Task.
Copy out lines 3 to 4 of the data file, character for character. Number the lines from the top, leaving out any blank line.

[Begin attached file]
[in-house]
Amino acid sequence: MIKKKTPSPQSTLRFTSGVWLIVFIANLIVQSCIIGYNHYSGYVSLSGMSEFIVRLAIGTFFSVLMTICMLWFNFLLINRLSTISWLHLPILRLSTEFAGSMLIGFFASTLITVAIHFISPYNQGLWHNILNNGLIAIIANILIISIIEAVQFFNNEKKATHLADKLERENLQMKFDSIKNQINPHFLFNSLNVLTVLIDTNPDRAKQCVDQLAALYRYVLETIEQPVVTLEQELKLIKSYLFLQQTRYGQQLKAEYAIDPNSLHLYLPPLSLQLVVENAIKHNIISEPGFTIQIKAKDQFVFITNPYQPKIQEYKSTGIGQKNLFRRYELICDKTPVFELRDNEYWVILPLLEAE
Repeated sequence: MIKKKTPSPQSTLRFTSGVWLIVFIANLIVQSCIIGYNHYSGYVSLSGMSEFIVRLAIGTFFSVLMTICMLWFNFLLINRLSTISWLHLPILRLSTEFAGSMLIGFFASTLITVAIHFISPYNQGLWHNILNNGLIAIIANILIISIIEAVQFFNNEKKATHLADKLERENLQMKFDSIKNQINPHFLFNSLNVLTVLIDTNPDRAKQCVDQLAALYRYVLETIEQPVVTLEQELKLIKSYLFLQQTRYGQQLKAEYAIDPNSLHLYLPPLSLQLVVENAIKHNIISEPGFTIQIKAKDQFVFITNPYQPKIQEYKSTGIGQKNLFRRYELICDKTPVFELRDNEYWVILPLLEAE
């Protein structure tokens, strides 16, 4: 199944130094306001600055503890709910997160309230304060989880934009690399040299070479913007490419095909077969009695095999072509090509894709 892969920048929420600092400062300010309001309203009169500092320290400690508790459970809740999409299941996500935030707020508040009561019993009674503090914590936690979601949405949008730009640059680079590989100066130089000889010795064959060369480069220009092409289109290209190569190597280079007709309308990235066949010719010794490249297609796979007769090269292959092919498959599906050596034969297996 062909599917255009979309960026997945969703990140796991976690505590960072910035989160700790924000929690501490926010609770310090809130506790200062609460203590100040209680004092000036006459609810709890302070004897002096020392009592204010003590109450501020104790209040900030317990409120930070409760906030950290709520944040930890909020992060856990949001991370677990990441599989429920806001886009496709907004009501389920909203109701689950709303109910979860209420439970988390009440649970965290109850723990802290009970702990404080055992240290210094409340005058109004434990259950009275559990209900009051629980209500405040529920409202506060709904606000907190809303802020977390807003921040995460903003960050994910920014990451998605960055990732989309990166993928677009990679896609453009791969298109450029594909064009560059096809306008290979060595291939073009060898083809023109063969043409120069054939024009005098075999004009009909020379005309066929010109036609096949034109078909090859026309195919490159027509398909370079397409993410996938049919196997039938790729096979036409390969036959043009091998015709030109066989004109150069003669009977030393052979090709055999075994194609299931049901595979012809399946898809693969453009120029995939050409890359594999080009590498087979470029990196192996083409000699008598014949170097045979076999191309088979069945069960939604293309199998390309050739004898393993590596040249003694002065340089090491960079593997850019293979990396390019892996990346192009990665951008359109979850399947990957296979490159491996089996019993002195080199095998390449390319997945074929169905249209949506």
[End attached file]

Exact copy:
Repeated sequence: MIKKKTPSPQSTLRFTSGVWLIVFIANLIVQSCIIGYNHYSGYVSLSGMSEFIVRLAIGTFFSVLMTICMLWFNFLLINRLSTISWLHLPILRLSTEFAGSMLIGFFASTLITVAIHFISPYNQGLWHNILNNGLIAIIANILIISIIEAVQFFNNEKKATHLADKLERENLQMKFDSIKNQINPHFLFNSLNVLTVLIDTNPDRAKQCVDQLAALYRYVLETIEQPVVTLEQELKLIKSYLFLQQTRYGQQLKAEYAIDPNSLHLYLPPLSLQLVVENAIKHNIISEPGFTIQIKAKDQFVFITNPYQPKIQEYKSTGIGQKNLFRRYELICDKTPVFELRDNEYWVILPLLEAE
């Protein structure tokens, strides 16, 4: 199944130094306001600055503890709910997160309230304060989880934009690399040299070479913007490419095909077969009695095999072509090509894709 892969920048929420600092400062300010309001309203009169500092320290400690508790459970809740999409299941996500935030707020508040009561019993009674503090914590936690979601949405949008730009640059680079590989100066130089000889010795064959060369480069220009092409289109290209190569190597280079007709309308990235066949010719010794490249297609796979007769090269292959092919498959599906050596034969297996 062909599917255009979309960026997945969703990140796991976690505590960072910035989160700790924000929690501490926010609770310090809130506790200062609460203590100040209680004092000036006459609810709890302070004897002096020392009592204010003590109450501020104790209040900030317990409120930070409760906030950290709520944040930890909020992060856990949001991370677990990441599989429920806001886009496709907004009501389920909203109701689950709303109910979860209420439970988390009440649970965290109850723990802290009970702990404080055992240290210094409340005058109004434990259950009275559990209900009051629980209500405040529920409202506060709904606000907190809303802020977390807003921040995460903003960050994910920014990451998605960055990732989309990166993928677009990679896609453009791969298109450029594909064009560059096809306008290979060595291939073009060898083809023109063969043409120069054939024009005098075999004009009909020379005309066929010109036609096949034109078909090859026309195919490159027509398909370079397409993410996938049919196997039938790729096979036409390969036959043009091998015709030109066989004109150069003669009977030393052979090709055999075994194609299931049901595979012809399946898809693969453009120029995939050409890359594999080009590498087979470029990196192996083409000699008598014949170097045979076999191309088979069945069960939604293309199998390309050739004898393993590596040249003694002065340089090491960079593997850019293979990396390019892996990346192009990665951008359109979850399947990957296979490159491996089996019993002195080199095998390449390319997945074929169905249209949506």